Wyoming Cowboy Hall Of Fame

The Real Cowboys of the "Cowboy State"

Streeter, John C. “Johnny”

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Johnny was born in Lusk, Wyoming in the summer of 1895. He went off to WWI where his job was a mule skinner, which was not a fitting job for a real cowboy according to Johnny. After returning from the war, Johnny cowboyed for several outfits and somewhere around 1918 went to work for the Spectacle Ranch “O-O brand” owned by H.W. Davis.

Johnny was a small man being about 5’3”. One time while working on a ranch near Clearmont, Wyoming the cook was counting the chaps on the wall to see how many men to cook breakfast for. Seeing a pair of short chaps hanging there she wondered who the boy was they had working for them.

Johnny married Lena Long Graham in 1931. Cowboying, shearing sheep and hunting coyotes with his hounds allowed him to save enough money to purchase the ZL Bar Ranch on the Powder River, a few miles north of the old town of Sussex. He purchased the ranch from the “Scotch Outfit” in 1934 and over the years Johnny put together a pretty good spread raising both cattle and sheep. Johnny’s stepson, Jack Graham, worked on the ranch for many years and Grandson Norman Streeter and Great Grandson Kyle Streeter are still running cattle on the family ranch.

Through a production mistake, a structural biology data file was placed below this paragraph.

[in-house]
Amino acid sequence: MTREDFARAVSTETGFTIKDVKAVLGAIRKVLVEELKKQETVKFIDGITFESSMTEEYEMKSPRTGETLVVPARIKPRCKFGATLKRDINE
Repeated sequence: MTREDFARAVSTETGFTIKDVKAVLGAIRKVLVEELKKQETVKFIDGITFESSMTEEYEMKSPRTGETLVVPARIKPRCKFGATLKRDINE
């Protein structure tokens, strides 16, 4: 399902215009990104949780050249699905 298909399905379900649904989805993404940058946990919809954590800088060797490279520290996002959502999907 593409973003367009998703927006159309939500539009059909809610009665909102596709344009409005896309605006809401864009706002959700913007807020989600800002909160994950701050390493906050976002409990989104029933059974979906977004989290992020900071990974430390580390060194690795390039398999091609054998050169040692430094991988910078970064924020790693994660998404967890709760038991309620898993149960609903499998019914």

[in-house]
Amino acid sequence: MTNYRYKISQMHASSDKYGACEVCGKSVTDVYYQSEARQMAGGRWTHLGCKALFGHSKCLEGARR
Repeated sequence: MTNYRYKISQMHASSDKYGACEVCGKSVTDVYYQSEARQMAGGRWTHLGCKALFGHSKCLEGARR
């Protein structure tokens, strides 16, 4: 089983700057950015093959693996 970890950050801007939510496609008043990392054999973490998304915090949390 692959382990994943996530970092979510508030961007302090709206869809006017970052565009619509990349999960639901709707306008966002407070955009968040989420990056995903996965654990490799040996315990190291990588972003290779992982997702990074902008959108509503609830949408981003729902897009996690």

Johnny and Lena raised three children on the ranch and they all had nick names, Boogie after a famous bronc rider named Booger Red, Monk after a famous bronc and Betz, well you know there has to be a story there. Any one acquainted with the family knows their real names.

Johnny was a rancher and broke many a horse and loved to compete in local rodeos in the area. He once rode old Santa Claus at the Meike Ranch on a dare and what a ride it was. The picture of Johnny riding Santa Claus can be found hanging in the Bozeman Bar and Café in Buffalo, Wyoming. His great grandson, Thomas Baker, followed in Johnny’s footsteps when it came to riding broncs and won champion bareback at the High School Nation Finals in 2004.

Johnny was a hell of a cowboy and man. People say his handshake was as good as his signature. He was a man of his word with a lot of integrity and earned the reputation as being one of the best cowboys in the country as well as being one hell of a fine man.

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